Inspired by Bonnie Slotnick's one-pan pasta with spinach and goat cheese from Colu Henry's Back Pocket Pasta, this one omits the goat cheese to accommodate toddlers not yet enlightened by the tangy and chalky cheese. Here instead, white wine, crème fraîche, and reserved pasta cooking liquid make a light sauce that nicely coats the noodles. This white wine-crème fraîche-pasta water sauce can be used in countless other combinations and is particularly good with seafood—this is what I use when I make linguini with clams—so feel free to adapt the vegetables/other add-ins to taste.
To clean spinach: Fill a large bowl with cold water. Add spinach, submerging it below the surface. Let sit while water boils. Dirt will settle to bottom of bowl. Left spinach out with a spider, slotted spoon, or your hands and drop directly into the pot with the pasta when directed — no need to dry it, and it’s preferable not to drain it, which would cause the dirt that has settled to the bottom of the bowl to re-coat the spinach.
To toast and clean the walnuts: In a large skillet, toast the nuts over low heat keeping a close eye. Once they begin to turn brown, transfer them to a tea towel, rub their skins and squeeze them to bread them up. Transfer them to a sieve and shake to remove some of the papery skin. Transfer cleaned walnuts to a bowl and set aside, leaving any papery skin behind. This sounds kind of fussy, and you don’t have to do it if you don’t feel like it.
Pasta: Any pasta you like is fine, though the long shapes, for whatever reason, are nice here. I like bucatini and fettuccine—I may even prefer fettuccine (not sure why?). —Alexandra Stafford
pasta, see note above
spinach, cleaned, see notes above or tender kale or chard
cloves garlic, thinly sliced
white wine or sparkling wine (Prosecco, Champagne, Cava, etc.)
zest of one lemon
toasted walnuts, see notes above, or pine nuts plus more to taste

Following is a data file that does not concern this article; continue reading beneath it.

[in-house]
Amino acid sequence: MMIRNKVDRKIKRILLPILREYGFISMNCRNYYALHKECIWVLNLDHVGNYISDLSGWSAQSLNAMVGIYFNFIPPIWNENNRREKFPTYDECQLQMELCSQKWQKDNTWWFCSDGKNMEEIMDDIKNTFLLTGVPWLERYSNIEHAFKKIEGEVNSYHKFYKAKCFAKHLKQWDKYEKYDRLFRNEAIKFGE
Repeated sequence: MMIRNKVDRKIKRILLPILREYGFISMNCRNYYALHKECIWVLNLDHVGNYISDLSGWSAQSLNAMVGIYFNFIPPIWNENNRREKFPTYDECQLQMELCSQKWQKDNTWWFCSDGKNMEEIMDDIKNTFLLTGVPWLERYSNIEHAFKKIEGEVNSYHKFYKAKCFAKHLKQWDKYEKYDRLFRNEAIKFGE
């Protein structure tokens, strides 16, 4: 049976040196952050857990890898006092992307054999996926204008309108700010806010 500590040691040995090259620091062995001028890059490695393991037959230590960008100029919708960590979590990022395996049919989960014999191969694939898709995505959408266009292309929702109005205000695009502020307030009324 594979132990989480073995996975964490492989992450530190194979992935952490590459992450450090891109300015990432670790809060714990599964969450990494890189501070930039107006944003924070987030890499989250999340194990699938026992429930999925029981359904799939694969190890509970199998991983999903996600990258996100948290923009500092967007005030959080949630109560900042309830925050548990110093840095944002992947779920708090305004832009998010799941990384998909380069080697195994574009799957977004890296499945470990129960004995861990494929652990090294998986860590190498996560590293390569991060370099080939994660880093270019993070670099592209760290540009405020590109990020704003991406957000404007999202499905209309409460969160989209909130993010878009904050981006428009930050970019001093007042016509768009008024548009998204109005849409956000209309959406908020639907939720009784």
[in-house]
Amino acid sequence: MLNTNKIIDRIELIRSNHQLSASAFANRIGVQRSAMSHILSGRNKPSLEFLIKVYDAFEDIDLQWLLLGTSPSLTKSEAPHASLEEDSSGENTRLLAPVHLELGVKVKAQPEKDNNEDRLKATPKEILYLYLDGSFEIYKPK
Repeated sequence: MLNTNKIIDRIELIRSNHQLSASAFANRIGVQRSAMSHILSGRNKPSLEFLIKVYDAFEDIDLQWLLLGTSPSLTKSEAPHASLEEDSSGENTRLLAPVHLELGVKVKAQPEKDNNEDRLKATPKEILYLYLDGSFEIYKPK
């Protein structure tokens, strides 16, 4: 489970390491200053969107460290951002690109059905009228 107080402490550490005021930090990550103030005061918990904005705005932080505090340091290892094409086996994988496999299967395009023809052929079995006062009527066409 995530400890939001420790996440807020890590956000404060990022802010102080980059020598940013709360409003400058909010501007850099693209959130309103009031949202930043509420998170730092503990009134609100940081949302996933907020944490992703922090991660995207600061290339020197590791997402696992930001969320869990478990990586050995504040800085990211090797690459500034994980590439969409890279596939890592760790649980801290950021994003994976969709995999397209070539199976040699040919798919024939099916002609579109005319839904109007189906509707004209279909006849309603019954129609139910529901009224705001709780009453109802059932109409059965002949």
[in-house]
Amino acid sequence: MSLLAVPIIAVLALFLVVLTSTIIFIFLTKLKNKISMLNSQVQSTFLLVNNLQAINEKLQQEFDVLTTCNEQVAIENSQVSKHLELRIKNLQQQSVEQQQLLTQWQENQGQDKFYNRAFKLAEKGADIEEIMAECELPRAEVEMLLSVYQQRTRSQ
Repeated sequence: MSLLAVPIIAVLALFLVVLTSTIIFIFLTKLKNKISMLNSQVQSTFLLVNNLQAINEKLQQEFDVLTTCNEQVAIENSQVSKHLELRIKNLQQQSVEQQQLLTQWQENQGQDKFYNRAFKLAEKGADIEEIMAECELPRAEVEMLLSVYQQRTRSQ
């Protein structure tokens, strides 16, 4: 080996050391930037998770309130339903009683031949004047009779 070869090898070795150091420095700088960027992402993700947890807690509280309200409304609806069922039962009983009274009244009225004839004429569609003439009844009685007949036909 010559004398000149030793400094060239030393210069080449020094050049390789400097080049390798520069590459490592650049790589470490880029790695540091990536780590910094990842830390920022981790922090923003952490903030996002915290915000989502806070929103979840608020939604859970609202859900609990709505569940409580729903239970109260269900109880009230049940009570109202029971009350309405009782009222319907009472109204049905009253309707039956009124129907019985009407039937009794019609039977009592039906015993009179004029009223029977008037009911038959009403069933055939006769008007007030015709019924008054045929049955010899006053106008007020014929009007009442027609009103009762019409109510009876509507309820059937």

Fill a large (wide if possible) pot with water. Bring to a boil over high heat. Add 2 tablespoons kosher salt. (Only add this much salt if you indeed are using a large pot—I use an 8-qt pot.) Add the pasta and cook until al dente. Ladle 2 cups of the pasta cooking liquid into a liquid measure or small bowl and set aside. Add the spinach (lifting it directly from its bowl of cold water, see notes above) to the pot and press it down with a spoon, so that it is completely submerged. Drain the pasta and spinach into a colander.
Add butter and garlic to the now-empty pot and cook over medium-high heat until the garlic begins to soften, 2 minutes. Add the wine and bring to a simmer. Add the crème fraiche and whisk to incorporate. Add ½ cup of the reserved cooking liquid and bring to a simmer.
Add the pasta and spinach back to the pot. Use tongs to lift the noodles and spinach up, separating them if clumping together.
Add lemon zest and walnuts and toss further. Taste. Add salt and pepper to taste. Toss again. Add more of the reserved cooking liquid by the 1/4 cup as needed to ensure the noodles are coated in a light sauce—I typically add at least another 1/2 cup of the reserved cooking liquid but add more as needed. The longer it's simmering on the stovetop, the more liquid will be absorbed and so the more reserved cooking liquid will be needed. Serve immediately.